Without that help from my husband, I don’t know how either of us would’ve survived. It was difficult for him to go to work every day when they were in the NICU, but having him available for our daughters’ first month at home saved my sanity. And not having to worry about money in an otherwise difficult time was a gift I’ve never forgotten.

It was the only thing that seemed to go well in a pregnancy, and birth, marked by nothing but complexity.

Know Your Rights: Pregnancy Discrimination Is Illegal

Pregnancy discrimination hurts women, families, children, and even businesses who then miss out on opportunities to hire hard-working employees.

The two blue lines appeared a few days before I finished my master’s degree. Over the next few weeks there was a flurry of graduation celebrations, sending out resumes and cover letters, telling friends and family the good news, and trying to keep the nausea at bay.

I was excited, if not a bit nervous, for all of the changes that were happening in my life. The timing was nearly perfect, I thought. I had just finished my thesis defense without having to run out of the room in search of a trash can to vomit in, and also had plenty of time to find a job and get situated there before the baby was due.

And as luck would have it, I soon found a job for which I was perfectly qualified. Having spent my last year of school training undergraduates how to interview subjects on their drug and alcohol use, I found a posting looking for applicants to interview study participants about none other than their drug and alcohol use. It was perfect. If anything I was overqualified, but the economy was just beginning to revive itself and I was happy to take what I could find.

I sailed through the first interview, and at the very end I decided to act on the advice the career center gave me: I disclosed my pregnancy. “Shouldn’t be a problem at all,” my interviewer assured me.

The second round, however, was much different than the first. This interviewer asked me what town I lived in, a question or two about my background, and then spent the rest of the time grilling me on my pregnancy. She wanted to know when I was due, if I could guarantee that I would be able to attend a conference a week before my due date, why I wanted to apply for the job if I was pregnant, and even noted that I wasn’t the type of person she typically hires for this work.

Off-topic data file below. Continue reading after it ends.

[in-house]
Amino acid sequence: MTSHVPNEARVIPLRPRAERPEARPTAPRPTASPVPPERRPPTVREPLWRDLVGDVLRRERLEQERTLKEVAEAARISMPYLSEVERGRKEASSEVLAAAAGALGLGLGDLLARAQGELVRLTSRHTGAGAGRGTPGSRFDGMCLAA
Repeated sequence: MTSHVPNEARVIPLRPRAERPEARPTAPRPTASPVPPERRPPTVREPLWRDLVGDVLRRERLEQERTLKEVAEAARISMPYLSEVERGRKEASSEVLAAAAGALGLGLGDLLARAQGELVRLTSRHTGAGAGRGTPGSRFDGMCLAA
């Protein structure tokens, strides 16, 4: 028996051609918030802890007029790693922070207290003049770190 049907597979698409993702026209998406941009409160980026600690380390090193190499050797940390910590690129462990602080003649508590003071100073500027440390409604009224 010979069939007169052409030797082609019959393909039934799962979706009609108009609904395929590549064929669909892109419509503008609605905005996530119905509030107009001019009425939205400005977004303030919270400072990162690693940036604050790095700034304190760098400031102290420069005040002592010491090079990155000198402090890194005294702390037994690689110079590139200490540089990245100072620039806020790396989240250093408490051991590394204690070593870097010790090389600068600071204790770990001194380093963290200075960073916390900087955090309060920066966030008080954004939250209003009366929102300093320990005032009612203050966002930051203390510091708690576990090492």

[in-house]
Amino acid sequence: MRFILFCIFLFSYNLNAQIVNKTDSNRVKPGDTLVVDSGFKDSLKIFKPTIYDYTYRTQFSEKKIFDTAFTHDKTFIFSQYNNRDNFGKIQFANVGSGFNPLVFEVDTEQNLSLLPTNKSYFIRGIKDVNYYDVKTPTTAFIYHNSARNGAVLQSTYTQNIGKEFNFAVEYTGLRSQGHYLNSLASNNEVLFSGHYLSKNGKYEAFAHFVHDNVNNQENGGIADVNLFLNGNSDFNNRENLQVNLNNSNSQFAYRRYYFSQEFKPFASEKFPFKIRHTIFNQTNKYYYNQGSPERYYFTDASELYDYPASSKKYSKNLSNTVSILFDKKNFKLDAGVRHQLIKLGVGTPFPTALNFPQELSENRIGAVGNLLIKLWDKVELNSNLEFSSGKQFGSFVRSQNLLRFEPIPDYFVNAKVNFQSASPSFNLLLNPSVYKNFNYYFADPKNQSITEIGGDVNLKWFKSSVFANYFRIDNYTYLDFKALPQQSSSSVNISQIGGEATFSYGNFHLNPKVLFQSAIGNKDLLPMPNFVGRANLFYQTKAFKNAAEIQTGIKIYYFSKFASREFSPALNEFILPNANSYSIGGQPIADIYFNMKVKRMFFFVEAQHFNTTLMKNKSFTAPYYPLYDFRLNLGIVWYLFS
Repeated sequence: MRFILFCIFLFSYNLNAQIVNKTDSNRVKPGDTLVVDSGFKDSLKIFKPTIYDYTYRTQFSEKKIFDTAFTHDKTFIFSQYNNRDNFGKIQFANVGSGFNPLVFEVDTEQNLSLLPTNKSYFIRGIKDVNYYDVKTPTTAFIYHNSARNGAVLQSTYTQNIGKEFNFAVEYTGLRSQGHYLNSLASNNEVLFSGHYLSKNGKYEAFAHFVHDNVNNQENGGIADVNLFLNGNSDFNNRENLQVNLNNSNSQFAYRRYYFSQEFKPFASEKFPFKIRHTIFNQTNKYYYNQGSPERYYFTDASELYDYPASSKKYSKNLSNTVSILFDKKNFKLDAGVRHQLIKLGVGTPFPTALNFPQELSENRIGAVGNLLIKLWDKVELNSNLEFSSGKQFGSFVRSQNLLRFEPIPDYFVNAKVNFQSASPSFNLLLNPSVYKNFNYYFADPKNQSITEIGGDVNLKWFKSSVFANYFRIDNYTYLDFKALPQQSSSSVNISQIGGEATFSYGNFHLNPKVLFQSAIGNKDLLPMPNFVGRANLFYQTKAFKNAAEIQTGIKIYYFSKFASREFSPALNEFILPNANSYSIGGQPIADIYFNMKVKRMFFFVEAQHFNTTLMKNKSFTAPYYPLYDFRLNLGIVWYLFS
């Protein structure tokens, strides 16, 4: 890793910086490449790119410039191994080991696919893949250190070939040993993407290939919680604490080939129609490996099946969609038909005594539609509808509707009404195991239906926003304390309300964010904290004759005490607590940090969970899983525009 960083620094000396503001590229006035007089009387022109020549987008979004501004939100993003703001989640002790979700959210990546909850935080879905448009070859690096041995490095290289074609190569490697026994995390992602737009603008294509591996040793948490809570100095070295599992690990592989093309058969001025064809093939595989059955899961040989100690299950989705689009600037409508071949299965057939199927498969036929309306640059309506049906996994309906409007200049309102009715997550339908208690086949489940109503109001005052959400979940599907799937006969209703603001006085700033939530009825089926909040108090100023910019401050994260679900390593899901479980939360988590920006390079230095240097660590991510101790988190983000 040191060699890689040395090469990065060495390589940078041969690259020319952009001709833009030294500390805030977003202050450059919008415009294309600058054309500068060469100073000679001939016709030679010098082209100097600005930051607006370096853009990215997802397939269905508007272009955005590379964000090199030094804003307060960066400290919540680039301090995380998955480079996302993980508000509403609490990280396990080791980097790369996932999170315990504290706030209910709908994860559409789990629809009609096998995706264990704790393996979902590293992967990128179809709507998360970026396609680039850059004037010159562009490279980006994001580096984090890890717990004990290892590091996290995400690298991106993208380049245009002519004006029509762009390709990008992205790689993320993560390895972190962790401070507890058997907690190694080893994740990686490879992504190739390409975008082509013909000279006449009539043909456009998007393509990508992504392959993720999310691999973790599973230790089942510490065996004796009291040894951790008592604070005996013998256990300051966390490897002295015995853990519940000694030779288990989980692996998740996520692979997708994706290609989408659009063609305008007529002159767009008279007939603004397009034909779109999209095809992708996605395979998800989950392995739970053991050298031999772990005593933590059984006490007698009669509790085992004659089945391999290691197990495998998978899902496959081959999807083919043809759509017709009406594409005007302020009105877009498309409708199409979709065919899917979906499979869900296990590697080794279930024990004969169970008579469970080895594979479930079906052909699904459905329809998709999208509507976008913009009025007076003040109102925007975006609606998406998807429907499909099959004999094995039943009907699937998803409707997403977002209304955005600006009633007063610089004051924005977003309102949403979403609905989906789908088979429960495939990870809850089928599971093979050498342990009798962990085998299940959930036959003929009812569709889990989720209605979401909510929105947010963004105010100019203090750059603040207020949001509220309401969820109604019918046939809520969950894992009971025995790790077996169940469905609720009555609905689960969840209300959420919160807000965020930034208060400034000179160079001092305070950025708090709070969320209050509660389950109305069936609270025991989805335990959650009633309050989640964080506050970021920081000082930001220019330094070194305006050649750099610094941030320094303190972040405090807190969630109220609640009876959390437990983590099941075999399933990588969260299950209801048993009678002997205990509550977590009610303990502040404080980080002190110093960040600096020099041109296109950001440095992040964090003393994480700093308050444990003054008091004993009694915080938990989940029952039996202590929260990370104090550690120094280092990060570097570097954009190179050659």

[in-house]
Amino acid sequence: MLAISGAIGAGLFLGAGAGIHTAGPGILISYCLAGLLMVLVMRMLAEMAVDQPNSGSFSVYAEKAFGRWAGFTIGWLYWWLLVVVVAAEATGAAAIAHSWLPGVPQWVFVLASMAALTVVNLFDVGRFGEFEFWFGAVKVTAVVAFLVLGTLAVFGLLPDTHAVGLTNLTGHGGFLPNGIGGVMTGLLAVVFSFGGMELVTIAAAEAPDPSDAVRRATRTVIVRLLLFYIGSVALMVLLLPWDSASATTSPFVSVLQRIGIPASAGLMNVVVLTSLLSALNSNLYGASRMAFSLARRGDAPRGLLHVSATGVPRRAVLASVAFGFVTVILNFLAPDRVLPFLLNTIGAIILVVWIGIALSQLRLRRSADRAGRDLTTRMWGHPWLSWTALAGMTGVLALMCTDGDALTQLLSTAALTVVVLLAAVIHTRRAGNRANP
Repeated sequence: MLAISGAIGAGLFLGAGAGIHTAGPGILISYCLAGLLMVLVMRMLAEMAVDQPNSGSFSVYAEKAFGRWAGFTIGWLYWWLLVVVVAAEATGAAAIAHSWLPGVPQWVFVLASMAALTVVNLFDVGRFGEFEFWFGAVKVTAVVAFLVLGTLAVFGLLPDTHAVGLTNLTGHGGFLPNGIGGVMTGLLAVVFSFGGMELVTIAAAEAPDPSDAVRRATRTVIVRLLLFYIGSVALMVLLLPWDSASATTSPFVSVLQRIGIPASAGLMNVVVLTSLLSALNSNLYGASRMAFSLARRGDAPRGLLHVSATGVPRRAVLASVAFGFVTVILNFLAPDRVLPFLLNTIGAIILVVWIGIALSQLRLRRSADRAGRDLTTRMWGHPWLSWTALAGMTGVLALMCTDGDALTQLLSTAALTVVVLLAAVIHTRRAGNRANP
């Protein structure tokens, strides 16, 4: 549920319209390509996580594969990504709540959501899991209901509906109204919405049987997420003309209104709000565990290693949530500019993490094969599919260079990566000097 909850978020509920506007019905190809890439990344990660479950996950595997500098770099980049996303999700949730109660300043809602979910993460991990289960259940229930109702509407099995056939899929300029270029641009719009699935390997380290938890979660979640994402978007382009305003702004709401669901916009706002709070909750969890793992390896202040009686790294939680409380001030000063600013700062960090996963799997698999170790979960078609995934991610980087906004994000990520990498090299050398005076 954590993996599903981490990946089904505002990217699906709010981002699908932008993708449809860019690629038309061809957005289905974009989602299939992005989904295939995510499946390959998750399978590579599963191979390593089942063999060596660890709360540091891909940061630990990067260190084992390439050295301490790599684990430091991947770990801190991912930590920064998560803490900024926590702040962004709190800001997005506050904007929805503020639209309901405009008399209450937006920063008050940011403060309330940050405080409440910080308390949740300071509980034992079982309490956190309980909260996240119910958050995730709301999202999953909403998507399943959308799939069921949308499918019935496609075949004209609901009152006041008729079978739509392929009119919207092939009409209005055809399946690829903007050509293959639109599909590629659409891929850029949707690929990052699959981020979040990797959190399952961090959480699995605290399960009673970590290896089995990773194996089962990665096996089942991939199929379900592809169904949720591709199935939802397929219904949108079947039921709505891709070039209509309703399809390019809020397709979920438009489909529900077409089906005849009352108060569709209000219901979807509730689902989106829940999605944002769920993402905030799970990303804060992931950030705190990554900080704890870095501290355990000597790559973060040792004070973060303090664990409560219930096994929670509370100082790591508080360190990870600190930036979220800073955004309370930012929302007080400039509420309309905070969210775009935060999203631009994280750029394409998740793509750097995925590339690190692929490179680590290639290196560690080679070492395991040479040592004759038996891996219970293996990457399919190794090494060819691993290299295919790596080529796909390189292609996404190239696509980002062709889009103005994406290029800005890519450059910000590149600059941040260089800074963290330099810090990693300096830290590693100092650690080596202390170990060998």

A week later, I got an email informing me that I did not get the job.

Pregnancy Discrimination Act of 1978

In 1978, Congress passed the Pregnancy Discrimination Act which made it illegal to refuse to hire women who were or could become pregnant, as well as to deny job opportunities, deny promotions, fire, demote, or force women to stop working on the basis of pregnancy.

Nearly 40 years later, however, women are still being treated differently than other people with short term medical needs, solely because they are pregnant. Between 2010 and 2015, the Equal Employment Opportunity Commission (EEOC) received 22,241 reports of pregnancy discrimination in the workplace. And this number only reflects cases that were filed – it doesn’t include women who didn’t file a complaint because they were afraid of retaliation, didn’t know their rights, or were simply too busy with a new baby on the way.

Pregnant women still face discrimination in the workforce

Being pregnant makes it harder for women to find work. Pregnant women are more likely to face interpersonal discrimination when applying for jobs, according to a study in the Journal of Applied Psychology.

Researchers from Rice University found that women who were visibly pregnant and seeking work were met with more hostility – furrowed brows, rude treatments, or conversations ending prematurely – than non-pregnant women.

Working mothers are, on average, paid less than their male counterparts. And that’s only if they can get a job in the first place. Mothers in general are less likely to be hired than childfree women, and even if they do get the position, they’re offered a lower salary.

African American women face even more discrimination, accounting for 28.6 percent of EEOC pregnancy complaints, while making up only 14.3 percent of the female labor force. Women in low wage fields make up the majority of complaints, and suffer more from the loss of wages than their higher income counterparts.

Looking for work while pregnant

After receiving my rejection letter, I worked up the courage to send an email to the human resources department of the organization that had declined to hire me. In record time, I received a phone call from a flustered-sounding representative.

“Oh, you absolutely were not turned down for the position because of your pregnancy,” she tried to assure me. “It was because you don’t live in the town where the job is.”

This answer certainly surprised me. When I pointed out to her that not only did I live in that town, but it had been the first question of the interview while the rest focused on my pregnancy, she grew even more flustered. She told me that I should reapply, as she could tell from my resume that not only was I qualified, but the job would in fact be perfect for a new mother.

Because the interviewer who refused to hire me would be my supervisor, I decided against reapplying.

My belly kept growing, and being unemployed was an additional weight for me to carry through my pregnancy. I briefly considered taking legal action, but at the time I wasn’t familiar with the EEOC, and my primary focus was on finding a job and preparing for my new baby.